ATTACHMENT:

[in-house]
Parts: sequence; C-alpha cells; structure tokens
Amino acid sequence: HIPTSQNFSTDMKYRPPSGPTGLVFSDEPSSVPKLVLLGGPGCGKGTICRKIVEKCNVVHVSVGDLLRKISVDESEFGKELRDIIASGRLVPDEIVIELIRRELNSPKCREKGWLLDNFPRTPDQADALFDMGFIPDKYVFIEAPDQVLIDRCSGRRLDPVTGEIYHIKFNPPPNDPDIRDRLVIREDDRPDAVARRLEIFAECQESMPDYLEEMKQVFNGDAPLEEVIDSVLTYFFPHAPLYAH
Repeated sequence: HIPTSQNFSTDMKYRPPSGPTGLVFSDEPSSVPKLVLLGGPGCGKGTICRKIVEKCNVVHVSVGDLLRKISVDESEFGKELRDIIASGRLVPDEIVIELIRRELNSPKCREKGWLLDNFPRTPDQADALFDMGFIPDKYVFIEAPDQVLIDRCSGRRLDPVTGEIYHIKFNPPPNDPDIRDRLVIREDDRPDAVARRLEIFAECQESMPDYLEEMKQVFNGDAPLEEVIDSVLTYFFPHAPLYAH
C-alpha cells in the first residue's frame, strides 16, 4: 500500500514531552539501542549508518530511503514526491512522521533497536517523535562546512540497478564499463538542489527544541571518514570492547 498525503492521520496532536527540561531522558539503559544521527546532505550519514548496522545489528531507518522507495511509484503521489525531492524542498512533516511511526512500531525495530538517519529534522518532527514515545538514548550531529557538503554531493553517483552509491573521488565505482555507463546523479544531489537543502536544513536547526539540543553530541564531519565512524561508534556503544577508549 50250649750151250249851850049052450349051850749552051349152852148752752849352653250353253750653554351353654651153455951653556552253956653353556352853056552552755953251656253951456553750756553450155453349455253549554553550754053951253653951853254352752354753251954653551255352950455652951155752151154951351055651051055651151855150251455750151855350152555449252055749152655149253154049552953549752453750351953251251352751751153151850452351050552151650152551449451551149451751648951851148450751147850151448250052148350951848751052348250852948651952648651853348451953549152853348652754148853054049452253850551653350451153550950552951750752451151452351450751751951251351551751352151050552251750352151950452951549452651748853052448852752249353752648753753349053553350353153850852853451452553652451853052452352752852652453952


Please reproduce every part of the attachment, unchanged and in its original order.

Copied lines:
[in-house]
Parts: sequence; C-alpha cells; structure tokens
Amino acid sequence: HIPTSQNFSTDMKYRPPSGPTGLVFSDEPSSVPKLVLLGGPGCGKGTICRKIVEKCNVVHVSVGDLLRKISVDESEFGKELRDIIASGRLVPDEIVIELIRRELNSPKCREKGWLLDNFPRTPDQADALFDMGFIPDKYVFIEAPDQVLIDRCSGRRLDPVTGEIYHIKFNPPPNDPDIRDRLVIREDDRPDAVARRLEIFAECQESMPDYLEEMKQVFNGDAPLEEVIDSVLTYFFPHAPLYAH
Repeated sequence: HIPTSQNFSTDMKYRPPSGPTGLVFSDEPSSVPKLVLLGGPGCGKGTICRKIVEKCNVVHVSVGDLLRKISVDESEFGKELRDIIASGRLVPDEIVIELIRRELNSPKCREKGWLLDNFPRTPDQADALFDMGFIPDKYVFIEAPDQVLIDRCSGRRLDPVTGEIYHIKFNPPPNDPDIRDRLVIREDDRPDAVARRLEIFAECQESMPDYLEEMKQVFNGDAPLEEVIDSVLTYFFPHAPLYAH
C-alpha cells in the first residue's frame, strides 16, 4: 500500500514531552539501542549508518530511503514526491512522521533497536517523535562546512540497478564499463538542489527544541571518514570492547 498525503492521520496532536527540561531522558539503559544521527546532505550519514548496522545489528531507518522507495511509484503521489525531492524542498512533516511511526512500531525495530538517519529534522518532527514515545538514548550531529557538503554531493553517483552509491573521488565505482555507463546523479544531489537543502536544513536547526539540543553530541564531519565512524561508534556503544577508549 50250649750151250249851850049052450349051850749552051349152852148752752849352653250353253750653554351353654651153455951653556552253956653353556352853056552552755953251656253951456553750756553450155453349455253549554553550754053951253653951853254352752354753251954653551255352950455652951155752151154951351055651051055651151855150251455750151855350152555449252055749152655149253154049552953549752453750351953251251352751751153151850452351050552151650152551449451551149451751648951851148450751147850151448250052148350951848751052348250852948651952648651853348451953549152853348652754148853054049452253850551653350451153550950552951750752451151452351450751751951251351551751352151050552251750352151950452951549452651748853052448852752249353752648753753349053553350353153850852853451452553652451853052452352752852652453952